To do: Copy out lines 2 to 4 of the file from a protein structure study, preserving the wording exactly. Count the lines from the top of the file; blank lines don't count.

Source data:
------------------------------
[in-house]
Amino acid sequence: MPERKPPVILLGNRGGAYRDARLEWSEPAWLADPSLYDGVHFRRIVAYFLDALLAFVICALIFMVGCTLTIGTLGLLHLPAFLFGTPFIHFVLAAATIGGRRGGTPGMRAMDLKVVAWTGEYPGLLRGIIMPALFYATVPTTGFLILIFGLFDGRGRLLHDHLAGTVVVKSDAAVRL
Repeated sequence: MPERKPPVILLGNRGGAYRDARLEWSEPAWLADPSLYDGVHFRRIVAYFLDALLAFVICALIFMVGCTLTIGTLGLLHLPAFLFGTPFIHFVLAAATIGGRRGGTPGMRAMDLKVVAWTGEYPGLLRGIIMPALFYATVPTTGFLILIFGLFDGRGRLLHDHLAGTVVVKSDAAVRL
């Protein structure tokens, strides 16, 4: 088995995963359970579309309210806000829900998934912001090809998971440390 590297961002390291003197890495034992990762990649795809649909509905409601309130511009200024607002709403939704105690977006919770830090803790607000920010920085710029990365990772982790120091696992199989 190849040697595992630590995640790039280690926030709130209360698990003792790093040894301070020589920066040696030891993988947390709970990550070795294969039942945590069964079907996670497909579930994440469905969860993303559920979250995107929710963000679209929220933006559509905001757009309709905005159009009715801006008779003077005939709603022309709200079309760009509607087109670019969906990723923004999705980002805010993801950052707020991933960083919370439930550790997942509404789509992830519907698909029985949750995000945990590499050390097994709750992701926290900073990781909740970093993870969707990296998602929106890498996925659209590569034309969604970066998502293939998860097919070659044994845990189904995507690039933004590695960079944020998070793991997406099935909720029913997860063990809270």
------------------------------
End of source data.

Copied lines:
Amino acid sequence: MPERKPPVILLGNRGGAYRDARLEWSEPAWLADPSLYDGVHFRRIVAYFLDALLAFVICALIFMVGCTLTIGTLGLLHLPAFLFGTPFIHFVLAAATIGGRRGGTPGMRAMDLKVVAWTGEYPGLLRGIIMPALFYATVPTTGFLILIFGLFDGRGRLLHDHLAGTVVVKSDAAVRL
Repeated sequence: MPERKPPVILLGNRGGAYRDARLEWSEPAWLADPSLYDGVHFRRIVAYFLDALLAFVICALIFMVGCTLTIGTLGLLHLPAFLFGTPFIHFVLAAATIGGRRGGTPGMRAMDLKVVAWTGEYPGLLRGIIMPALFYATVPTTGFLILIFGLFDGRGRLLHDHLAGTVVVKSDAAVRL
């Protein structure tokens, strides 16, 4: 088995995963359970579309309210806000829900998934912001090809998971440390 590297961002390291003197890495034992990762990649795809649909509905409601309130511009200024607002709403939704105690977006919770830090803790607000920010920085710029990365990772982790120091696992199989 190849040697595992630590995640790039280690926030709130209360698990003792790093040894301070020589920066040696030891993988947390709970990550070795294969039942945590069964079907996670497909579930994440469905969860993303559920979250995107929710963000679209929220933006559509905001757009309709905005159009009715801006008779003077005939709603022309709200079309760009509607087109670019969906990723923004999705980002805010993801950052707020991933960083919370439930550790997942509404789509992830519907698909029985949750995000945990590499050390097994709750992701926290900073990781909740970093993870969707990296998602929106890498996925659209590569034309969604970066998502293939998860097919070659044994845990189904995507690039933004590695960079944020998070793991997406099935909720029913997860063990809270």